A few years ago, I got hooked again. It was a natok called Ekkanborti, which then followed by another one called 69 and they transformed me back to the person who enjoyed Bangla dramas. And because of age or nostalgia I no longer resisted the longing to watch actors spreading Bengaliness all over my television screen.
So I started searching for more dramas, which were available here in the USA. Some were good and some not so but I still watched them for the latest fashions and trends in Dhaka, the new slang spoken by young and old, to figure out what and how people do, think, act these days. And a common theme started bothering me…quite a lot.
It was when America or England or some other popular country where many Bengalis have settled in, was portrayed in Bengali Natoks. According to Bangla natoks, the people who live in America and England, earning in dollars and pounds transform into these ridiculous beings without manners or reasons whom I am sure does exist to a small extent, but seriously it is so far from the truth in most cases. In Bangla natoks the portrayal of an ex-pat visiting Bangladesh is usually either pessimistic, or confused- someone who is very conceited, snubbing everything about Bangladesh or better yet a fraud, trying to marry a pretty Bengali girl to bring her back to some hell hole in New York, through his lying and cheating. When Bangla Natoks try to portray a younger Bengali woman living abroad it's often with some uncomplimentary connotation, about how she is breaking her Bengali boundaries in many critical ways, how becoming Americanised is such a terrible thing, in fact words like “American” or “Londoni” are usually mentioned with a bit of mockery in Bangla natoks.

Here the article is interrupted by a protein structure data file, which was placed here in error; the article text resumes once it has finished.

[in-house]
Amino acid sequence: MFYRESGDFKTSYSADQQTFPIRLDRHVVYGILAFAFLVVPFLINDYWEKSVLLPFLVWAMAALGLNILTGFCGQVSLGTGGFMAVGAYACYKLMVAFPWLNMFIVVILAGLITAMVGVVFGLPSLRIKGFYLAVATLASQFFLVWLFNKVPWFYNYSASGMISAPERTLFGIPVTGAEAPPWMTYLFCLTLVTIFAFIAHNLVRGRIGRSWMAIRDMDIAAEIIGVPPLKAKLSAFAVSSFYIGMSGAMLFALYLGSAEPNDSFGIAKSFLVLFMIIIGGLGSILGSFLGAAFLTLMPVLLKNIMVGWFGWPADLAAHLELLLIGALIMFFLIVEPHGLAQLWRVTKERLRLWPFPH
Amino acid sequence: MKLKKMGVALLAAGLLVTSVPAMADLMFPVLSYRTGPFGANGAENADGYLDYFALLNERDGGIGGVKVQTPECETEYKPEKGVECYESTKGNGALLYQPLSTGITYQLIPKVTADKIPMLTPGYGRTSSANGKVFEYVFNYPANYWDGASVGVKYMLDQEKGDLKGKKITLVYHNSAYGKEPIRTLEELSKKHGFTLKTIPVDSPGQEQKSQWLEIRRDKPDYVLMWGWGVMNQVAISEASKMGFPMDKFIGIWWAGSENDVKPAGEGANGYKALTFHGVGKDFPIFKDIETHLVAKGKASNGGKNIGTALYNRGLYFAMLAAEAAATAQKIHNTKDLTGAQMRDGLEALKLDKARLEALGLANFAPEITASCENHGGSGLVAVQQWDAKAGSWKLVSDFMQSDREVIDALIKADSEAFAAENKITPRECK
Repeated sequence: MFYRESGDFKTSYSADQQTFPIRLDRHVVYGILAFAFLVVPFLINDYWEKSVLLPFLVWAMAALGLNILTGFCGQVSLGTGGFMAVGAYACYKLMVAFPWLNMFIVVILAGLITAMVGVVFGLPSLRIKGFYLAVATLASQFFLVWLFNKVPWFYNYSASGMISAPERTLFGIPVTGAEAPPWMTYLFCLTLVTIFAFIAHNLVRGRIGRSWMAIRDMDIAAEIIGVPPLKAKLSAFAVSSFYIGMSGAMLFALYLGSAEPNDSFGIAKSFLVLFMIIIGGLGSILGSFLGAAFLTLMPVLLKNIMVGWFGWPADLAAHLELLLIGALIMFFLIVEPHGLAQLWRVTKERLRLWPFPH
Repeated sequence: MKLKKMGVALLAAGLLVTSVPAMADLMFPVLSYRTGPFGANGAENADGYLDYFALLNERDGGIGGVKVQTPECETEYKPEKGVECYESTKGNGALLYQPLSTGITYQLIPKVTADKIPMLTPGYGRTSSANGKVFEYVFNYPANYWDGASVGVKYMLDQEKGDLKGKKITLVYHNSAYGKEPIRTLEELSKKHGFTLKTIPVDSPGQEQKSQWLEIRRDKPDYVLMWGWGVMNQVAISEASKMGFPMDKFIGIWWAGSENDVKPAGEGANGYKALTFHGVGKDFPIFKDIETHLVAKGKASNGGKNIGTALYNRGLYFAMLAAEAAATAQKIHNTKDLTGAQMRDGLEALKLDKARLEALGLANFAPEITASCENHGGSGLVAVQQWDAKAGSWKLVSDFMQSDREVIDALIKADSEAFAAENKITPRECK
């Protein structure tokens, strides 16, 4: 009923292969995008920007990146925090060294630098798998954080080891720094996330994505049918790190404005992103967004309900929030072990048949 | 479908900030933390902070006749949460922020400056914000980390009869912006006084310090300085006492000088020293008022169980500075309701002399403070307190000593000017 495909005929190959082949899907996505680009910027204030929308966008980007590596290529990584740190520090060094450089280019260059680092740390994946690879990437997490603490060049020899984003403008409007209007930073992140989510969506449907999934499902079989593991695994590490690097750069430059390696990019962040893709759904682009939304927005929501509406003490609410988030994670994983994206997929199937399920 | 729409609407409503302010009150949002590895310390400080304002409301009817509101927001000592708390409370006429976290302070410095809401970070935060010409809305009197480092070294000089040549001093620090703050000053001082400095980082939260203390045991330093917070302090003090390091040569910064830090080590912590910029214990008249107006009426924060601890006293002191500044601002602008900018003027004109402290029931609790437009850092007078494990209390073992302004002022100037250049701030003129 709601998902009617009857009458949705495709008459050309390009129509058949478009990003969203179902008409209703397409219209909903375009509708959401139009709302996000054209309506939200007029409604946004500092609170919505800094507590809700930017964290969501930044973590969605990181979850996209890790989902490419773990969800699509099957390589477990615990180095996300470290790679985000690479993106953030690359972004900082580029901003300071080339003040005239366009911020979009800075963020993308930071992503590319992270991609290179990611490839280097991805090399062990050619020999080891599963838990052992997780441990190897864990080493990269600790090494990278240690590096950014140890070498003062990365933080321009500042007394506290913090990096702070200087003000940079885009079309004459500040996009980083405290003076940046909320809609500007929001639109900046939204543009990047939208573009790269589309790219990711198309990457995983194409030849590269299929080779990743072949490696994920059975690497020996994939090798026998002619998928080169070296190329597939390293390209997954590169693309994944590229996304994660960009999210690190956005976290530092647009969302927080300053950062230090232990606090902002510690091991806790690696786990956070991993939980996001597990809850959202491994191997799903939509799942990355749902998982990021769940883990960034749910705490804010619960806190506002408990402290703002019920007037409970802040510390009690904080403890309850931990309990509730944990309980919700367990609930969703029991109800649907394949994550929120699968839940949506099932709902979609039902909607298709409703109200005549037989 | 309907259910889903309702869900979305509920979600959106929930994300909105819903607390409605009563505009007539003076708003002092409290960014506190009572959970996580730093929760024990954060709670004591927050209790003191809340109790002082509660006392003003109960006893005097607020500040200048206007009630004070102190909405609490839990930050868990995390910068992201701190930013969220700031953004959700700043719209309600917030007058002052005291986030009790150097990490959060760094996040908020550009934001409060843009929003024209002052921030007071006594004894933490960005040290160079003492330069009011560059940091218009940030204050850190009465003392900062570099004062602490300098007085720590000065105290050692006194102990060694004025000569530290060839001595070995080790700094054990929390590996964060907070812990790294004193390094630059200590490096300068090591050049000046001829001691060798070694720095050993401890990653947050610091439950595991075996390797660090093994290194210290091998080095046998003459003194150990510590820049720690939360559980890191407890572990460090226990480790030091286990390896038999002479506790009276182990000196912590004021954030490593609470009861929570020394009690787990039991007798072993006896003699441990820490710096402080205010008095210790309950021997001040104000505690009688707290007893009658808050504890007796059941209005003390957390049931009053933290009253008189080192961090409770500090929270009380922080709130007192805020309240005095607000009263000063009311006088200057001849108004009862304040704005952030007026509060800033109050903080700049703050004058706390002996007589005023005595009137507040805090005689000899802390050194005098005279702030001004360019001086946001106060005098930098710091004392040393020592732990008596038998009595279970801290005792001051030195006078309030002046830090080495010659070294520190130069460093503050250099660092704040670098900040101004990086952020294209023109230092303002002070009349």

I know in dramas a lot of the points are exaggerated, but a lot of the times they are based on very little of the real truth or what is perceived to be the truth. The Bengali dramas usually hold a message, they try to provoke feelings from us. And in this case of comical or bad Americans and Brits the message isn't so becoming. Sitting here watching characters modeled after us ex-pats I am often not sure if I should laugh, cry or get upset. And while I turn off the television before finishing most of these deshi-gone-bideshi dramas I try to remind myself maybe most sensible Bengalis aren't watching these, and even if they were to watch it they would know how misconstrued these are.
Perhaps this is not a big deal, perhaps I am thinking about this more than I need to, but honestly even in this 20 some years of my life I have learnt that stereotypes are scary, blown-out-of-proportion truths or lies are also harmful, and I urge for those with the pens and cameras writing and directing Bengali dramas about people living abroad, to not just create an image that amuses the audience but to create an image that also speaks of the white not just the black, and even if you want to portray the grey in between, please first figure out how to draw.